By Evan Jensen and Joe Wallin
One thing the SEC didn’t say anything about in its analysis of The DAO token offering last week was the place in the ecosystem for “utility tokens.”
This was bemoaned by at least one other legal commentator. As Trent Dykes’ said, it “seems unlikely that the SEC was unaware of the concept of utility tokens, yet it chose not to discuss that topic. We wished they had.”
As opposed to a currency token, which is a token intended to serve as a store of value, or an application token, which is intended to serve as a tool for the monetization of a specific service or platform (perhaps as an app-specific currency), a utility token is something different altogether.
Utility tokens are tokens intended to serve a very particular function, such as
- tracking a particular piece of information, or representing the movement of an object as it passes through a supply chain, or
- conferring a user a right or permission to perform a specific action on a platform or service.
And even a quite mundane and simple utility token can acquire a growing wealth of functionality due to being decentralized, as many different people develop on top of it.
Let us give you an example. Suppose a library wanted to use blockchain tokens to keep track of its books.
The library could create a category of token for its books. Its users would be given a “library card” which would essentially be an address, if they didn’t already have one. When a patron of the library checked out a book, the library would transfer the token to that person. And when they returned the book, they could return the token as well. Assuming everyone transfers the tokens when called upon this system would work just fine, effectively replacing the library’s private database. And, if done properly this would replace not just one library, but potentially create a single global database for any libraries which choose to participate.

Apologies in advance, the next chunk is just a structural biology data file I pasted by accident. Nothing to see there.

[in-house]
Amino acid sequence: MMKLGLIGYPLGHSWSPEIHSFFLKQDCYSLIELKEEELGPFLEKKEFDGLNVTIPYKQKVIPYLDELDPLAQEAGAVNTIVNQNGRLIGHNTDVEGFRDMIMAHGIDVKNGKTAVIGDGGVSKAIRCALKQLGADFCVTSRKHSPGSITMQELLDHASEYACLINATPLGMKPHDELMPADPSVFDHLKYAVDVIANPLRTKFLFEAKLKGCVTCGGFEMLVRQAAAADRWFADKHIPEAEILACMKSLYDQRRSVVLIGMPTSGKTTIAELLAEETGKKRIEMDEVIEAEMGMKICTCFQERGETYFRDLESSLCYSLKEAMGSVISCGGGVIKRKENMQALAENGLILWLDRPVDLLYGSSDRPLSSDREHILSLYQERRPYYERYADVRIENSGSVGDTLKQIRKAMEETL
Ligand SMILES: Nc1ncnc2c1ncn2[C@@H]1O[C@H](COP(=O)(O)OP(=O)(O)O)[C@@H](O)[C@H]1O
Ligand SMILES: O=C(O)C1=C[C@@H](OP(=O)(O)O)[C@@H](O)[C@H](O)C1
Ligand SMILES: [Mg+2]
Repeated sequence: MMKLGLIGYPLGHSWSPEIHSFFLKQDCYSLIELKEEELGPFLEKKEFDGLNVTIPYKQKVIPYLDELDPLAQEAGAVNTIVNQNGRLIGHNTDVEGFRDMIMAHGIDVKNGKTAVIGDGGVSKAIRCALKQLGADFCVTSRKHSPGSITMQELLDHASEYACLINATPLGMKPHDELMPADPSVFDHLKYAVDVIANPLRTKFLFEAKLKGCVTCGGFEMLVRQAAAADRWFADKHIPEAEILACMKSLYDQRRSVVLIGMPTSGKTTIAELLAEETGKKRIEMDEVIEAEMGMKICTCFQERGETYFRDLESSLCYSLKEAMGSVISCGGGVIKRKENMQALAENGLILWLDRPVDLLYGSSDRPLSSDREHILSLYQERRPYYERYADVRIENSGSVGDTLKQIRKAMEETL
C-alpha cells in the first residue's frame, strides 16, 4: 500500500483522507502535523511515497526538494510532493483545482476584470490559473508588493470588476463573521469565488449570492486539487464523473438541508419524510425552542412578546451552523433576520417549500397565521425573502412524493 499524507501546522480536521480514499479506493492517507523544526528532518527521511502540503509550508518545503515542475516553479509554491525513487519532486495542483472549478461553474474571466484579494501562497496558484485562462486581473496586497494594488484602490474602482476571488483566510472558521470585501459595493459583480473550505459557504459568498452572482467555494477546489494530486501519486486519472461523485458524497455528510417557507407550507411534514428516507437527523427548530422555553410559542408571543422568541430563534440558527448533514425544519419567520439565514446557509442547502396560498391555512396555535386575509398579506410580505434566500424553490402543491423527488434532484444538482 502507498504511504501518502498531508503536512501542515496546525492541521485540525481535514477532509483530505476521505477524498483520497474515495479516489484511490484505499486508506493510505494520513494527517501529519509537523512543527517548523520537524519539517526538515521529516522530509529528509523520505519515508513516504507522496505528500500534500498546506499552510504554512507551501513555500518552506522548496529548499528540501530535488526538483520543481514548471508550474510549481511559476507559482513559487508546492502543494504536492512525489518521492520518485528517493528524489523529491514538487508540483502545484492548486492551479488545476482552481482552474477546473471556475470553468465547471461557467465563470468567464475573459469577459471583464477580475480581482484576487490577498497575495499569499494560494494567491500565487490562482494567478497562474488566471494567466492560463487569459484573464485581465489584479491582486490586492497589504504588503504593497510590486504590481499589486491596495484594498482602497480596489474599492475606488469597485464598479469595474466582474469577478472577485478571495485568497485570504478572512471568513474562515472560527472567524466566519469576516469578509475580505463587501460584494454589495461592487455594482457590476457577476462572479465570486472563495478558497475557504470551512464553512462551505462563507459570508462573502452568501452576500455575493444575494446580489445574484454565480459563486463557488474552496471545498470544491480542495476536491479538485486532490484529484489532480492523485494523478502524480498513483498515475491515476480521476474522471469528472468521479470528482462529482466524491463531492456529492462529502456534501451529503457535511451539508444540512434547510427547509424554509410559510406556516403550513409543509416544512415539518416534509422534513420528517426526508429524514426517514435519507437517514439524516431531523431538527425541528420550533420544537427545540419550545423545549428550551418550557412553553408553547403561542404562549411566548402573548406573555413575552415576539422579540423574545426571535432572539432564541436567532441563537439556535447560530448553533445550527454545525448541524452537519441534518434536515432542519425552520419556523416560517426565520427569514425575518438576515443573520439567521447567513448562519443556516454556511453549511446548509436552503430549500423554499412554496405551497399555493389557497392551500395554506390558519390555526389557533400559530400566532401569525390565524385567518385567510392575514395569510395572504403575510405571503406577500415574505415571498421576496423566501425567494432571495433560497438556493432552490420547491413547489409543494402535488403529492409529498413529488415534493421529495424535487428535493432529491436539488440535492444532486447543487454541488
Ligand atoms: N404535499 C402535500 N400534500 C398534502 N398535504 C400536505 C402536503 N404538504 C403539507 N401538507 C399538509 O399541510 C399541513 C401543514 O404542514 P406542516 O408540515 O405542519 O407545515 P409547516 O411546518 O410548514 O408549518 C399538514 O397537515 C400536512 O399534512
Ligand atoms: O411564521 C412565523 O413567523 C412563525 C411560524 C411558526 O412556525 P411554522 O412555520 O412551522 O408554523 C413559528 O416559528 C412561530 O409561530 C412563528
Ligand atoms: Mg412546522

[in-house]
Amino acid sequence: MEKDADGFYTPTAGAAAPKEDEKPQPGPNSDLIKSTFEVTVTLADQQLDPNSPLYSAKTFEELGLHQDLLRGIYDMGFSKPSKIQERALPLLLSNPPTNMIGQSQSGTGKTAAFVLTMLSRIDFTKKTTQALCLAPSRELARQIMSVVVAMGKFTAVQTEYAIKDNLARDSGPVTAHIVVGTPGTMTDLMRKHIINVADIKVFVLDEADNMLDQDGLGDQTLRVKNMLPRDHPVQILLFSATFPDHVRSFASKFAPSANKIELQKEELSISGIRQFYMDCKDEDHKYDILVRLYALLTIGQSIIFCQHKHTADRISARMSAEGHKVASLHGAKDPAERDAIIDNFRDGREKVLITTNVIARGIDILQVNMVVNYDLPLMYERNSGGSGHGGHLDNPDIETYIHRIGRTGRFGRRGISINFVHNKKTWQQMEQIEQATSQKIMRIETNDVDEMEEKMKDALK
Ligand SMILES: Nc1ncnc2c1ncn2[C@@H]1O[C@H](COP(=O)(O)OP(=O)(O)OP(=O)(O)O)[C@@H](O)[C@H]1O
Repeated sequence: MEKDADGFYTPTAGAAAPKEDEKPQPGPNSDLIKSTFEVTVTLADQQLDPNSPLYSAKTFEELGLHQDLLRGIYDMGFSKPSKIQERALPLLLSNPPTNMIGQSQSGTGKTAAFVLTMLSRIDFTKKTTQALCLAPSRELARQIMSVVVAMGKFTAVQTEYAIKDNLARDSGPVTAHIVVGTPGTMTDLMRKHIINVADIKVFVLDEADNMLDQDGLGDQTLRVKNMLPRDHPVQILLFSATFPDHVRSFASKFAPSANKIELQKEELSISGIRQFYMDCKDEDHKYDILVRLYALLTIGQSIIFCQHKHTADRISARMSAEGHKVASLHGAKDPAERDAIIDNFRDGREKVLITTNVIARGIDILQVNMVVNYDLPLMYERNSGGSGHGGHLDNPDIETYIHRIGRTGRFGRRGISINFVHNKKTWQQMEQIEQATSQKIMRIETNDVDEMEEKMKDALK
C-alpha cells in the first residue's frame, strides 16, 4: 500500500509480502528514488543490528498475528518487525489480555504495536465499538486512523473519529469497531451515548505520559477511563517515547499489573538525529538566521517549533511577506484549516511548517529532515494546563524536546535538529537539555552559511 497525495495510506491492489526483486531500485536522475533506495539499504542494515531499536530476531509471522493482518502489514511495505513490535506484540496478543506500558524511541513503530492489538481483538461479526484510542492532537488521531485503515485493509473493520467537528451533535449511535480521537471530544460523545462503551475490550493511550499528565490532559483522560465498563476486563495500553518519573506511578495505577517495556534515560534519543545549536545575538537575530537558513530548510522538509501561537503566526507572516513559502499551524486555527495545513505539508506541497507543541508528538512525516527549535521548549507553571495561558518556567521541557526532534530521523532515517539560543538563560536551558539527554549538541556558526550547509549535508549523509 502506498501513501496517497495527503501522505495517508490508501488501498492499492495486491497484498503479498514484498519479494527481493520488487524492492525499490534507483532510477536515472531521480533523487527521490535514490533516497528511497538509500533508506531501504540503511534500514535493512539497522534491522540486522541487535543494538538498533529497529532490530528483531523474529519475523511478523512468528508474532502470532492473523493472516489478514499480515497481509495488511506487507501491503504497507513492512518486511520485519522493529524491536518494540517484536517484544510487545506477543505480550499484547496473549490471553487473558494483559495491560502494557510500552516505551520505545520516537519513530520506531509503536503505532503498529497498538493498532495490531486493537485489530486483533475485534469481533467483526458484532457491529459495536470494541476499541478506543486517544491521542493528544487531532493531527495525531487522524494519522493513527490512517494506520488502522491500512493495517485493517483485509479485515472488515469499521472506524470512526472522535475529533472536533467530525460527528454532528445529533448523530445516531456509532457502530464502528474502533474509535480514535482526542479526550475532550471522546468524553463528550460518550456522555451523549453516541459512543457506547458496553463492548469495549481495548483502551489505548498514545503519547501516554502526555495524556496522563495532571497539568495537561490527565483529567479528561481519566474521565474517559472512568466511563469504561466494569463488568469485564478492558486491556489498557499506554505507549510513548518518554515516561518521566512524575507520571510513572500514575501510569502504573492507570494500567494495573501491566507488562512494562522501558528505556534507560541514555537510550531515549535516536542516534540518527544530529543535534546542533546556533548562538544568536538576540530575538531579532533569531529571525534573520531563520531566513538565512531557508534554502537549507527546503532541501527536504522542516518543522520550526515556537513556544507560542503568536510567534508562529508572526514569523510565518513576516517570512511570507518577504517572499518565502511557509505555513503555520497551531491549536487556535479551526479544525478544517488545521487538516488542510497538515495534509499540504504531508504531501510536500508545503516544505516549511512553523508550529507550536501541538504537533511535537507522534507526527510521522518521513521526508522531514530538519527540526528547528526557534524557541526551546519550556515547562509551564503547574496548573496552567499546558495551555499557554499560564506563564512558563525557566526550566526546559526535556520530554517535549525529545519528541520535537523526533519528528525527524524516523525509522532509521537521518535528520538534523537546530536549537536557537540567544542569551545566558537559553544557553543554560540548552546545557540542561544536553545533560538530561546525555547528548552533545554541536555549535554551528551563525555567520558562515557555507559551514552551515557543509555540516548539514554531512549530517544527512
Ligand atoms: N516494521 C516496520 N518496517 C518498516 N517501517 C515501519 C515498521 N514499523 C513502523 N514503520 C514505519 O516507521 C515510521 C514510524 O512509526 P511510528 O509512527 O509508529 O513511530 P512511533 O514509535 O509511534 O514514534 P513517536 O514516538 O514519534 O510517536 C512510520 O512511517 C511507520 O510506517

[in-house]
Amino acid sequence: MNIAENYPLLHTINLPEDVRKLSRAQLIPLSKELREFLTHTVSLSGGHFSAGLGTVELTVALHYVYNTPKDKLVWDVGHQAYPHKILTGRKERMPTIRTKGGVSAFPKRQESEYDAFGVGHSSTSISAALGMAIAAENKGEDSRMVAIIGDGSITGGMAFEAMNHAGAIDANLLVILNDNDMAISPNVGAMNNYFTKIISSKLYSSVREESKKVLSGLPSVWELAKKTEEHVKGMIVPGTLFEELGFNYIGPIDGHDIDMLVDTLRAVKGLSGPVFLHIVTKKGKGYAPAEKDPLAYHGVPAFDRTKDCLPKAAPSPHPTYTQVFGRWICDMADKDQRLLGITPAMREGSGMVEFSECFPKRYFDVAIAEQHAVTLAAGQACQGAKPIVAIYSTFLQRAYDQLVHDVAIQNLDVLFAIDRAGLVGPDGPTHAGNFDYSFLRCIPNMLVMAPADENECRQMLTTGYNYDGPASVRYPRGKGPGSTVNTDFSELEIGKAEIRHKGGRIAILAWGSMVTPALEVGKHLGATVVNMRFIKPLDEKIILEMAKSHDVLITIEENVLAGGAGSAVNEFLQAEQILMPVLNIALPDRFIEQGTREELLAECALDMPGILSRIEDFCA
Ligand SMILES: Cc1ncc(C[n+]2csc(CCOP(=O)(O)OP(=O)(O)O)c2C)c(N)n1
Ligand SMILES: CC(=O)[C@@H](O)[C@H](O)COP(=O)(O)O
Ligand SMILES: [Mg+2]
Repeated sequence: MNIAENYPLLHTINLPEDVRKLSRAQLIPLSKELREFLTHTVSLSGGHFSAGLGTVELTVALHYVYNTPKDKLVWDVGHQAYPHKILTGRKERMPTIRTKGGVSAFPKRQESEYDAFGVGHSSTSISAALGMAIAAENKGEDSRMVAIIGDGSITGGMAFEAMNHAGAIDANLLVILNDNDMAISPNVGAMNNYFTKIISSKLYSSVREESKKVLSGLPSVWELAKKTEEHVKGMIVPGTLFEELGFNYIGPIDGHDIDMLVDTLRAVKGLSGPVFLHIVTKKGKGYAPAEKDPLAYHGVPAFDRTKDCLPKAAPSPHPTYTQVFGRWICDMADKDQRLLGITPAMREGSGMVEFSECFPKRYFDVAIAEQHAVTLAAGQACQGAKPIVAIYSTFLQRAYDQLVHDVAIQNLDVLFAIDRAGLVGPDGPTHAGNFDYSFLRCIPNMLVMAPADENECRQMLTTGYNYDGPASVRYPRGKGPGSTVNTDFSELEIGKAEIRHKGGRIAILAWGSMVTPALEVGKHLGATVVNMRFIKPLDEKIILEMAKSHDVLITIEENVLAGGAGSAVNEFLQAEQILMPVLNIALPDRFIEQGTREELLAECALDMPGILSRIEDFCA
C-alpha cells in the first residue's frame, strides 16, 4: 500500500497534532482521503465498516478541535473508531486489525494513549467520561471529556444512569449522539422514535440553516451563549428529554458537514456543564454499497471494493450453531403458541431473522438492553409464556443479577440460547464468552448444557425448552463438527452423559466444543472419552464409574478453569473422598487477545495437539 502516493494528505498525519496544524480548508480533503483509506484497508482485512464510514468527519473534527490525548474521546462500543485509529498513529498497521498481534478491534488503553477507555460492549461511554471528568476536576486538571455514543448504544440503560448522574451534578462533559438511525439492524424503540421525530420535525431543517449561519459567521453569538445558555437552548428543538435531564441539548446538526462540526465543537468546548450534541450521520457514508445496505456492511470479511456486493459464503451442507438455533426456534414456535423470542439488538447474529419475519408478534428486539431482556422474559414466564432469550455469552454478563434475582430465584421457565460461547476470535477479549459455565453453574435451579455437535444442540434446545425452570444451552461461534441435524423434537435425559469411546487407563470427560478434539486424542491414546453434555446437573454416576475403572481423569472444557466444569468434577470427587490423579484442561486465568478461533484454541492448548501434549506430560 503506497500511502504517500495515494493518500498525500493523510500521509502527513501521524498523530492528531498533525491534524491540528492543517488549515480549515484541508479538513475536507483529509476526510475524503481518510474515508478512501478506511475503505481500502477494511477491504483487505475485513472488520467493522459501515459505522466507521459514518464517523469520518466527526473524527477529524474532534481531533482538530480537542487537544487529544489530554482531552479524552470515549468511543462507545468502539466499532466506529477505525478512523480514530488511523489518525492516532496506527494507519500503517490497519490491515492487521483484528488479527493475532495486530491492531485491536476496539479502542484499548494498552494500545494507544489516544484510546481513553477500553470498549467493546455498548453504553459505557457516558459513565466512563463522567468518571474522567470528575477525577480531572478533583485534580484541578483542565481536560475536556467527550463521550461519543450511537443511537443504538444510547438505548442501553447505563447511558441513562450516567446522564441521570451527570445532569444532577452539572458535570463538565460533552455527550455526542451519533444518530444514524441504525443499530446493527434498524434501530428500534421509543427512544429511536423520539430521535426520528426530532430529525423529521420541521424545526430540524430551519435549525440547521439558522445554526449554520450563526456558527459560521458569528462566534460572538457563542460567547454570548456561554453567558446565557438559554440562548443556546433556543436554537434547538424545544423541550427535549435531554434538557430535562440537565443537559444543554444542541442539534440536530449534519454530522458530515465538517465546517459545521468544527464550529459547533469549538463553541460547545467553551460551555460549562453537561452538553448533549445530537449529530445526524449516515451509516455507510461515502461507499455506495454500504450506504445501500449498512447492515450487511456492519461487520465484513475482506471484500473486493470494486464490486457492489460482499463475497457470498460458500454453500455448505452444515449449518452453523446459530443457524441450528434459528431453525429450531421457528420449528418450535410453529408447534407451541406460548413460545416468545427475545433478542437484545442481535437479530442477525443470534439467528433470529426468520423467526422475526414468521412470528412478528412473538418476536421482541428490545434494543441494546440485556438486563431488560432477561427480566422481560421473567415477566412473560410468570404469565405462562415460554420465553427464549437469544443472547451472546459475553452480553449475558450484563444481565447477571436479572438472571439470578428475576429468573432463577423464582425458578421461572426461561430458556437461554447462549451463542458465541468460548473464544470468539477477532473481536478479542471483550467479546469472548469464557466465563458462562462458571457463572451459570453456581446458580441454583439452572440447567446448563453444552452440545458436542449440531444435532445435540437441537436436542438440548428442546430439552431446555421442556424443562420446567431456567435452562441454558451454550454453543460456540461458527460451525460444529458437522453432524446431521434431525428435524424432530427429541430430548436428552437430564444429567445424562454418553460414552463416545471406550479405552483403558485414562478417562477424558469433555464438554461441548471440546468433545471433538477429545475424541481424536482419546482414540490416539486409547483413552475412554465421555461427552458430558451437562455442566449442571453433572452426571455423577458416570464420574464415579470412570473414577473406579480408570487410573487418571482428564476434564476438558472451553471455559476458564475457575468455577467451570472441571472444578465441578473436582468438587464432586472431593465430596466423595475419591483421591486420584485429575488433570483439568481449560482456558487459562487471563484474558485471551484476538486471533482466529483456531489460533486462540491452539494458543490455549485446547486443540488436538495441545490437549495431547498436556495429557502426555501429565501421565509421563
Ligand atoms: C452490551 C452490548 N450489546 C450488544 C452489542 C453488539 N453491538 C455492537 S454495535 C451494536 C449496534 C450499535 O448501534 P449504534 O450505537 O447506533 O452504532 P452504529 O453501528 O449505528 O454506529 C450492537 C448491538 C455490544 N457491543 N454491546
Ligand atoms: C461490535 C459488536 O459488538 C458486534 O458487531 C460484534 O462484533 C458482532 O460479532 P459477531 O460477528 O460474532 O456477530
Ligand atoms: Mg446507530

But what if a user doesn’t return the token when their book is due to be returned? Or what if a user returned the token but not the book? How do would we handle this?
There are a number of different solutions.
To actually implement most blockchain applications, some degree of application-specific work is required to hammer out the practical problems for each use case. Developers have to make it work in practice using the set of tools available on the blockchain- chiefly by writing smart contracts.
A blockchain smart contract can be written to hold a token, rather than sending it to the user’s address directly where they will have exclusive control. So our scrappy developers could implement a “borrow” smart contract for holding library book tokens — when a user checks out a book, instead of going to the patron’s address, the token is temporarily held within a smart contract.
This smart contract *could* be written to automatically return the token when the book is returned. And there are many use cases that would make sense to have this sort of function, such as an access credential token that should expire after a certain period of time. But the problem with this use case is that the physical book is still out there. In this case, returning the token alone does not help.